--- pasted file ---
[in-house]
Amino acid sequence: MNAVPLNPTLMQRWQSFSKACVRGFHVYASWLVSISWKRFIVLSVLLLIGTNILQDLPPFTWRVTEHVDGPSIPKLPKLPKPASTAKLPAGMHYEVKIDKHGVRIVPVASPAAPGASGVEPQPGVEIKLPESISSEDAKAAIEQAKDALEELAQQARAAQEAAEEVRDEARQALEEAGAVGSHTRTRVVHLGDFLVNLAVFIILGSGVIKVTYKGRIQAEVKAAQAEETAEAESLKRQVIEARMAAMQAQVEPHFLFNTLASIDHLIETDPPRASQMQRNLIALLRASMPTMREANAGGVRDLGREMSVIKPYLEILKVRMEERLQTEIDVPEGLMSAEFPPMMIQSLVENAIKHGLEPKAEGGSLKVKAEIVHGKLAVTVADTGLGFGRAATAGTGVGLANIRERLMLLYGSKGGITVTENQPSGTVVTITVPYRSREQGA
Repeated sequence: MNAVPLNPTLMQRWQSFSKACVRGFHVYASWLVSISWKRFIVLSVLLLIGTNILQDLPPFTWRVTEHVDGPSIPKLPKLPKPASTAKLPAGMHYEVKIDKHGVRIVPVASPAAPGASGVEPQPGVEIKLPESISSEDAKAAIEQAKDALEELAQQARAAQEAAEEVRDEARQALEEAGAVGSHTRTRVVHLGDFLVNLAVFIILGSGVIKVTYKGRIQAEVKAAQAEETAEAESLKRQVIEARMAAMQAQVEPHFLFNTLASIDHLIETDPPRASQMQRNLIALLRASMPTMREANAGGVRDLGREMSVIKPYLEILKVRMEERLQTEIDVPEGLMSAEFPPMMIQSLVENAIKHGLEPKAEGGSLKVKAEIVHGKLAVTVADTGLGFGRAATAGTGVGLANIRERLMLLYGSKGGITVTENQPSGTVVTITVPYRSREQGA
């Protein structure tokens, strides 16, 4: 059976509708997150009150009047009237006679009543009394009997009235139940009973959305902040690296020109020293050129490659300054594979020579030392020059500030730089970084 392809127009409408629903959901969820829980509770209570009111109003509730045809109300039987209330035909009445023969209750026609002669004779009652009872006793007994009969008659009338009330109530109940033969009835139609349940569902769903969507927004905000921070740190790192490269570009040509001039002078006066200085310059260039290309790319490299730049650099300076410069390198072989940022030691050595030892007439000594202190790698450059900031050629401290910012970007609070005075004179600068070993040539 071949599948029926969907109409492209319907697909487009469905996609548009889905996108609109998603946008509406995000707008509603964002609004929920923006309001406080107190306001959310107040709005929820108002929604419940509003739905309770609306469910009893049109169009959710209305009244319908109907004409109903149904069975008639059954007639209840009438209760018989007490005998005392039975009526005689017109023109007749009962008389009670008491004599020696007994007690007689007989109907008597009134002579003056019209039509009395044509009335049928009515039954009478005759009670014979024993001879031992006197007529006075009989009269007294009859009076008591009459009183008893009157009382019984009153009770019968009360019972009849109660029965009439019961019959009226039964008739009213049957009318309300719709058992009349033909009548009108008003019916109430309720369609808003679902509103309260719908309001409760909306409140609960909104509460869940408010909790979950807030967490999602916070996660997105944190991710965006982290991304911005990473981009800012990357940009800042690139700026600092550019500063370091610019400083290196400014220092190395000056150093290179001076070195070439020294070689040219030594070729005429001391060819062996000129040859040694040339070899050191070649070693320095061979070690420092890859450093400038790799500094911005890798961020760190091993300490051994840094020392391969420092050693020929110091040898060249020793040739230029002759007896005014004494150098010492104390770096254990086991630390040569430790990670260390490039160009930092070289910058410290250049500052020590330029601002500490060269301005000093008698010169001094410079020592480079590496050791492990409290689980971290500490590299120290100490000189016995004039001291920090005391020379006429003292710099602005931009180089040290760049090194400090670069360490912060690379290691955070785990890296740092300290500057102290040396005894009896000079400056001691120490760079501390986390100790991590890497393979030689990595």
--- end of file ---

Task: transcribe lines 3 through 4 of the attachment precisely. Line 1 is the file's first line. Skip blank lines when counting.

Repeated sequence: MNAVPLNPTLMQRWQSFSKACVRGFHVYASWLVSISWKRFIVLSVLLLIGTNILQDLPPFTWRVTEHVDGPSIPKLPKLPKPASTAKLPAGMHYEVKIDKHGVRIVPVASPAAPGASGVEPQPGVEIKLPESISSEDAKAAIEQAKDALEELAQQARAAQEAAEEVRDEARQALEEAGAVGSHTRTRVVHLGDFLVNLAVFIILGSGVIKVTYKGRIQAEVKAAQAEETAEAESLKRQVIEARMAAMQAQVEPHFLFNTLASIDHLIETDPPRASQMQRNLIALLRASMPTMREANAGGVRDLGREMSVIKPYLEILKVRMEERLQTEIDVPEGLMSAEFPPMMIQSLVENAIKHGLEPKAEGGSLKVKAEIVHGKLAVTVADTGLGFGRAATAGTGVGLANIRERLMLLYGSKGGITVTENQPSGTVVTITVPYRSREQGA
């Protein structure tokens, strides 16, 4: 059976509708997150009150009047009237006679009543009394009997009235139940009973959305902040690296020109020293050129490659300054594979020579030392020059500030730089970084 392809127009409408629903959901969820829980509770209570009111109003509730045809109300039987209330035909009445023969209750026609002669004779009652009872006793007994009969008659009338009330109530109940033969009835139609349940569902769903969507927004905000921070740190790192490269570009040509001039002078006066200085310059260039290309790319490299730049650099300076410069390198072989940022030691050595030892007439000594202190790698450059900031050629401290910012970007609070005075004179600068070993040539 071949599948029926969907109409492209319907697909487009469905996609548009889905996108609109998603946008509406995000707008509603964002609004929920923006309001406080107190306001959310107040709005929820108002929604419940509003739905309770609306469910009893049109169009959710209305009244319908109907004409109903149904069975008639059954007639209840009438209760018989007490005998005392039975009526005689017109023109007749009962008389009670008491004599020696007994007690007689007989109907008597009134002579003056019209039509009395044509009335049928009515039954009478005759009670014979024993001879031992006197007529006075009989009269007294009859009076008591009459009183008893009157009382019984009153009770019968009360019972009849109660029965009439019961019959009226039964008739009213049957009318309300719709058992009349033909009548009108008003019916109430309720369609808003679902509103309260719908309001409760909306409140609960909104509460869940408010909790979950807030967490999602916070996660997105944190991710965006982290991304911005990473981009800012990357940009800042690139700026600092550019500063370091610019400083290196400014220092190395000056150093290179001076070195070439020294070689040219030594070729005429001391060819062996000129040859040694040339070899050191070649070693320095061979070690420092890859450093400038790799500094911005890798961020760190091993300490051994840094020392391969420092050693020929110091040898060249020793040739230029002759007896005014004494150098010492104390770096254990086991630390040569430790990670260390490039160009930092070289910058410290250049500052020590330029601002500490060269301005000093008698010169001094410079020592480079590496050791492990409290689980971290500490590299120290100490000189016995004039001291920090005391020379006429003292710099602005931009180089040290760049090194400090670069360490912060690379290691955070785990890296740092300290500057102290040396005894009896000079400056001691120490760079501390986390100790991590890497393979030689990595």